Updated: Mar 7, 2019
March...the unofficial start of spring, yet subzero temperatures, the flu, and snow days continue. So does school.
While the school year is more than halfway over, many children have reached burnout. Those who have been struggling this year may now be facing full-blown crisis situations. It may be academic or social issues, bullying, mental health issues, or issues at home. Regardless of your child's age or grade or whether there is a diagnosis to date, it's time for a reality check.
Take a moment to ask yourself and honestly answer this question about your child's progress in school -- how are things going? For many parents, the answer is going to be not so well.
So now what? A few steps to consider before the flowers are in bloom:
1. If your child has not been evaluated yet school struggles are mounting, now is the time to pursue an evaluation. This can be conducted by your school district, but if it's possible to pursue an independent evaluation conducted by a clinician of your choosing, this is a far better approach. It often takes weeks if not longer to secure appointments, so start pursuing it now.
2. If your child has an IEP and you haven't reconvened your team since the school year began and if issues exist, it's time to call a meeting. Prepare to review and discuss your child's goals and progress or lack thereof, focusing on areas where new issues may have emerged or where changes need to be made.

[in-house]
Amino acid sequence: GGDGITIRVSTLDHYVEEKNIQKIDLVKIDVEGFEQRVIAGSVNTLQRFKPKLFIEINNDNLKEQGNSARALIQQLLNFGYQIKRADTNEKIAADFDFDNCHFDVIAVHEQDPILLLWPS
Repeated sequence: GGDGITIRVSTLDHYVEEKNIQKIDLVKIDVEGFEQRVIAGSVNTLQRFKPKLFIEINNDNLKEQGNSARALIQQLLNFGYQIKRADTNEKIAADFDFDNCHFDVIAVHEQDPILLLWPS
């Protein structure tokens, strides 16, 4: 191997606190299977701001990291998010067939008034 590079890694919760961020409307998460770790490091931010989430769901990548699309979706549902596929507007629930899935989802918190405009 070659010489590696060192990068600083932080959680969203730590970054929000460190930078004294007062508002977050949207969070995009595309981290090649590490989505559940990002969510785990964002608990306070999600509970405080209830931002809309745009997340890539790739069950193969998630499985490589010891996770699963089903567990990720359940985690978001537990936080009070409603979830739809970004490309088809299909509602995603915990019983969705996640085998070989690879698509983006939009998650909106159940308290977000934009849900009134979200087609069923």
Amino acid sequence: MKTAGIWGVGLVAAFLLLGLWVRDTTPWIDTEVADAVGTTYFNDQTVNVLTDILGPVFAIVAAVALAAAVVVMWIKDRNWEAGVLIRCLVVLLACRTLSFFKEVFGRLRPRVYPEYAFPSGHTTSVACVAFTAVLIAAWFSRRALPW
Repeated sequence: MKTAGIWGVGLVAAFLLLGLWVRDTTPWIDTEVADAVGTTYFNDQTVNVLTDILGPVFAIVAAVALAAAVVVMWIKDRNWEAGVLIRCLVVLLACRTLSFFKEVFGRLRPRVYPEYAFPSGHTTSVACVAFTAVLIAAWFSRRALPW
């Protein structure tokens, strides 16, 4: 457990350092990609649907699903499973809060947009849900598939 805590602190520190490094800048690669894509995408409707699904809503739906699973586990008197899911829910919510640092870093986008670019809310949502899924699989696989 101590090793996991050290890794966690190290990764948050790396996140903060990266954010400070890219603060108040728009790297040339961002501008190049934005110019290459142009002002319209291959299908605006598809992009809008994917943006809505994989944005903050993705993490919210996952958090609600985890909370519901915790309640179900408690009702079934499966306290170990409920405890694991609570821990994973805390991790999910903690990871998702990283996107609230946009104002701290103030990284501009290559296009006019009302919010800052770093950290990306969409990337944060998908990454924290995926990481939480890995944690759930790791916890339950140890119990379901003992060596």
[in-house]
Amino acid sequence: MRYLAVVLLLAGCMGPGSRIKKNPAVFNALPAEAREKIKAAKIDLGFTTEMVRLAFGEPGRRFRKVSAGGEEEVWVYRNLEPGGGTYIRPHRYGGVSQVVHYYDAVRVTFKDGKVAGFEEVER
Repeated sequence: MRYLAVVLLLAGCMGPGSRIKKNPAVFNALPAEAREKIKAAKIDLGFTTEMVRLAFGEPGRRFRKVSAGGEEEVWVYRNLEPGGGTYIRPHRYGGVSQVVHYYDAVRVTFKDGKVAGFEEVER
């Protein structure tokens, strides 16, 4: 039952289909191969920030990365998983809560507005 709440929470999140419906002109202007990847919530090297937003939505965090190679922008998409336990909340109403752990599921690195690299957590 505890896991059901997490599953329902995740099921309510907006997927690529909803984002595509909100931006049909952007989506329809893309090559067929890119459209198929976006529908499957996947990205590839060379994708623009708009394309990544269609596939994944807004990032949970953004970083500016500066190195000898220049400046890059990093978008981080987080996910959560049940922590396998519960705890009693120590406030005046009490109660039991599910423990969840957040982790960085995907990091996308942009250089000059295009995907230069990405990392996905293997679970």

Bring any data you have collected including report cards, progress reports, and data from any outside specialists as well. And ask questions so that the district is providing you with the information you need. Remember...what may have been needed in September may no longer be appropriate or relevant in March.
3. If your child has a 504, review all the accommodations to ensure they're still appropriate, but as importantly, ensure that the school is actually implementing them and doing so consistently and across all school environments as well. This is particularly important if your child is in middle or high school where multiple teachers and classrooms come into play.
4. If your child is regressing or failing to make progress -- and remember that IEPs are not solely focused on academics -- ask why. Ask for current data. Ask what they're seeing in the classroom and in unstructured settings. Ask whether the information you've shared with them (e.g. sleep issues) has been shared with all teachers and staff.
While school isn't quite in the home stretch, it's getting close. With several months to go, it's essential to switch from autopilot to taking an objective look at how things are going right now and making whatever adjustments are needed before June arrives. There's still time to make things better so that this school year ends with your child feeling successful.